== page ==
My thoughts were with you during the move but, for a while, I couldn't post comments. It's great to have you back and I know you'll be ready for the May show.

Karen Martin Sampson said...

We also live in a semi remote area but somehow we got hi speed access a couple of years ago which was a wonderful break from the unreliable dial up service we had previously. It did make for more time in the studio and less time online though:-) Hope you enjoy your new digs!

Dan Kent said...

Glad all this adversity has been good for you!! ;)

If I hadn't felt so constrained by everything else in my life, and so short of time, I doubt that I would have acquired the discipline that enables me to produce and that I hope will serve me well in the long run. Free time did not serve me well when I was younger. I had fun, I relaxed a lot doing things I enjoyed, but I did not create as much. I am not totally sure why. Now I want more time, because I know I will use it well.
Adversity has also made me more empathetic, which I hope is/will be an important quality in my art.

I hope you get wifi soon!! (he says, desperately, in the throes of art philosophy withdrawal..)

Celeste Bergin said...

I wonder if I weren't on the internet as often as I am...if I would create more..(logically....I would). So, I bet you will have those 10 paintings done in no time. (Congratulations!)
I guess the big gap that sometimes exists between what one wants to create and what actually happens is "adversity". It's all good, because we have to have a downside in order to have an upside. Fact.

Elizabeth said...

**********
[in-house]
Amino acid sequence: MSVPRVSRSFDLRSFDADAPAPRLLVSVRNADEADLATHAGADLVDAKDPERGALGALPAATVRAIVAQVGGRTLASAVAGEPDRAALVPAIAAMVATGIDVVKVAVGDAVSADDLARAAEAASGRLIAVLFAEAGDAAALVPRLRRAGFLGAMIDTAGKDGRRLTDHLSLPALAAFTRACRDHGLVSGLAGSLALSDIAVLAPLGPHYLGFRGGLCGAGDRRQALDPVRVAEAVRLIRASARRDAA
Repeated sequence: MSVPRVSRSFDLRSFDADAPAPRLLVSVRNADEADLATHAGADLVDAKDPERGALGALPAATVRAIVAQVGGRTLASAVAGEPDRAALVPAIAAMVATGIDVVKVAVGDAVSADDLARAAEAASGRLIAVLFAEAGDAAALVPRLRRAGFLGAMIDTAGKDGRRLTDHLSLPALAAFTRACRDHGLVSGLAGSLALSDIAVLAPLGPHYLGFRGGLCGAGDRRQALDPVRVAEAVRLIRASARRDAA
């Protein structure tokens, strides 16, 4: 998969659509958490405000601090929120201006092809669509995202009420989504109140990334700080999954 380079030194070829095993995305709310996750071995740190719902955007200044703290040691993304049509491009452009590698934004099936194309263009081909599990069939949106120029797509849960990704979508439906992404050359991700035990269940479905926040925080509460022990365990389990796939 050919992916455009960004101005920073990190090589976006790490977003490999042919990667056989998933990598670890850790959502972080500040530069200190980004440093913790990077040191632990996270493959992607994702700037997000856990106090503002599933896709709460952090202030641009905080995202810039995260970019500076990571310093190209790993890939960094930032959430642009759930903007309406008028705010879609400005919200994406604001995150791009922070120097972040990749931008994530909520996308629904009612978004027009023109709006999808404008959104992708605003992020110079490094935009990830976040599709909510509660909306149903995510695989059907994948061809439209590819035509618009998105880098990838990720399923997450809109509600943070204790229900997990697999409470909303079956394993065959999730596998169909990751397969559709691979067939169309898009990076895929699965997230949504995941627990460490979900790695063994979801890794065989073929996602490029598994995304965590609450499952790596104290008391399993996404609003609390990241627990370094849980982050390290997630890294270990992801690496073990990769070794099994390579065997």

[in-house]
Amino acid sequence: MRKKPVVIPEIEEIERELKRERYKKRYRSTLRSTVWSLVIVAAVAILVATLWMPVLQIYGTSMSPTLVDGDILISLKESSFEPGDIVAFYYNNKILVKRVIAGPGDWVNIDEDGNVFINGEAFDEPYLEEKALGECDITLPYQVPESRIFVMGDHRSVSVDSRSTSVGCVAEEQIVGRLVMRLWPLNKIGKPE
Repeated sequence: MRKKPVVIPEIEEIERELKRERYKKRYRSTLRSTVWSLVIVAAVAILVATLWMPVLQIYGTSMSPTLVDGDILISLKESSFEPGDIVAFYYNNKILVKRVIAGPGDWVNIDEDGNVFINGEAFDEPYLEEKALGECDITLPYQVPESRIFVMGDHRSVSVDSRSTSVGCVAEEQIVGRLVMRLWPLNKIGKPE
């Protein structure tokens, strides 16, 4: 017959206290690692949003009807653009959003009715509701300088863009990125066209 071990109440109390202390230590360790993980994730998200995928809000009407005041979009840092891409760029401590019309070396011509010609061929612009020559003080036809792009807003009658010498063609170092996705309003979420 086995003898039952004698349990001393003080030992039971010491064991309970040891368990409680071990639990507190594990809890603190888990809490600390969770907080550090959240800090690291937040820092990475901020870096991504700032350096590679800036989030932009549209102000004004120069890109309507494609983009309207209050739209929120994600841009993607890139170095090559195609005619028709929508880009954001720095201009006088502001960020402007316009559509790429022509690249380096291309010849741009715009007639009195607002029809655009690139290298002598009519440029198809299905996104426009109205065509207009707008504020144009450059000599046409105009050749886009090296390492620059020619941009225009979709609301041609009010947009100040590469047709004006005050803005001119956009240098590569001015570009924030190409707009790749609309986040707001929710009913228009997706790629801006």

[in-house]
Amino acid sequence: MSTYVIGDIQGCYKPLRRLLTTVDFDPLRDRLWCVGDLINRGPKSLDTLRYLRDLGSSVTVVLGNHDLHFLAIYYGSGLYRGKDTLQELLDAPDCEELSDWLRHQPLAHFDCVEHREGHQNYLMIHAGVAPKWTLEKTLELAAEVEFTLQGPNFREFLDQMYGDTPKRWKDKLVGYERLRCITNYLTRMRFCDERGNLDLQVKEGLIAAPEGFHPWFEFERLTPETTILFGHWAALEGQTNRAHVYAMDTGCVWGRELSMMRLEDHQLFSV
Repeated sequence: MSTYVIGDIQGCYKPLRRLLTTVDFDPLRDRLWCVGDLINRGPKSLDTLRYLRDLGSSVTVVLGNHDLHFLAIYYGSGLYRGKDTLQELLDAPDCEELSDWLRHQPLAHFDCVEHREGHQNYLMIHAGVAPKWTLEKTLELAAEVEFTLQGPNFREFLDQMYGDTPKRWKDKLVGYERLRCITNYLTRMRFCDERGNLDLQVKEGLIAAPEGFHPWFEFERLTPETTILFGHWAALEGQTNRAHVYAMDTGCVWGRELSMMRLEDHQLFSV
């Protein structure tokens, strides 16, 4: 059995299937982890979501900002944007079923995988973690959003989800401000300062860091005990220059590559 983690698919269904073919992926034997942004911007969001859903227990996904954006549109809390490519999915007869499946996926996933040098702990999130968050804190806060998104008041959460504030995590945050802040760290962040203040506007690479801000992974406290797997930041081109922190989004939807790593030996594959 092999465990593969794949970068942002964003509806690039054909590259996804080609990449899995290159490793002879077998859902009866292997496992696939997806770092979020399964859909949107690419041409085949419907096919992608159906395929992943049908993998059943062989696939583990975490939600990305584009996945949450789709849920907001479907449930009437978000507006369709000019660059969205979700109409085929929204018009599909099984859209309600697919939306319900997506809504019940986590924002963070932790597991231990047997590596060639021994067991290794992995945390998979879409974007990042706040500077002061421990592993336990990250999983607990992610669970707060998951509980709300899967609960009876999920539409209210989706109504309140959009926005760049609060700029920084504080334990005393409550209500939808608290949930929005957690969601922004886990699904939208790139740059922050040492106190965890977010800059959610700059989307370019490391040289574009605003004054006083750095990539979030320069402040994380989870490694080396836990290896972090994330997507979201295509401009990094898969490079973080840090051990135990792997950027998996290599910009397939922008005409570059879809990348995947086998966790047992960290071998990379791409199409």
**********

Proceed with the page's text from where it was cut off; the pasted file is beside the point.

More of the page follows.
Congrats on the move to such a beautiful area. I suggest you call your cell phone provider and see if they can tether your wireless service through your cell phone. I don't understand the process but know people who use it. It will be faster than dial up and as long as you have cell service your would have wireless internet.
Love your work and your blog. Good luck with the show and getting faster internet service!

-Don said...

Kathy, I'm glad you're getting settled in. I've missed your presence tremendously, but I can't say that I've been very 'present' myself of late...

Adversity... that ugly beast. I don't know that it makes my art better, but I know that art makes me better during adversity. Art is my asylum, my refuge, my port in every storm. Adversity can kiss my hind end.

Now, short deadlines is another beast. I find that they inspire me. The fear of missing a deadline has always been a driving force to me. I'm in the middle of a ginormous (PAMO's word) project with a short turnaround and find the rush of trepidation very exhilarating. Good luck meeting yours. I have every confidence that you will.

-Don

William Cook said...

Hi Kathy--Still here too. Good luck cranking out all that art. I'm sure it will be great.

Mark Sheeky said...

I suppose you can't learn by succeeding. When I like one of my paintings I make sure to find as many flaws as I can possibly imagine! Three cheers to adversity, so often all in the mind, and -usually- a positive thing.

Robin said...

Enjoy the Maine air, and freedom that comes with it, even if that means no high speed internet! (although I do miss your regular posts). Lately I have been feeling angry at all the technology and constant accessible networking available and I don't think it's good for stimulating the creative muses.

L.W.Roth, said...

In time, all electronic adversities will be righted. Never so in the studio where adversity lives in our heads. Our aim for perfection is the adversity we face everyday. Give that up, we'd have more fun.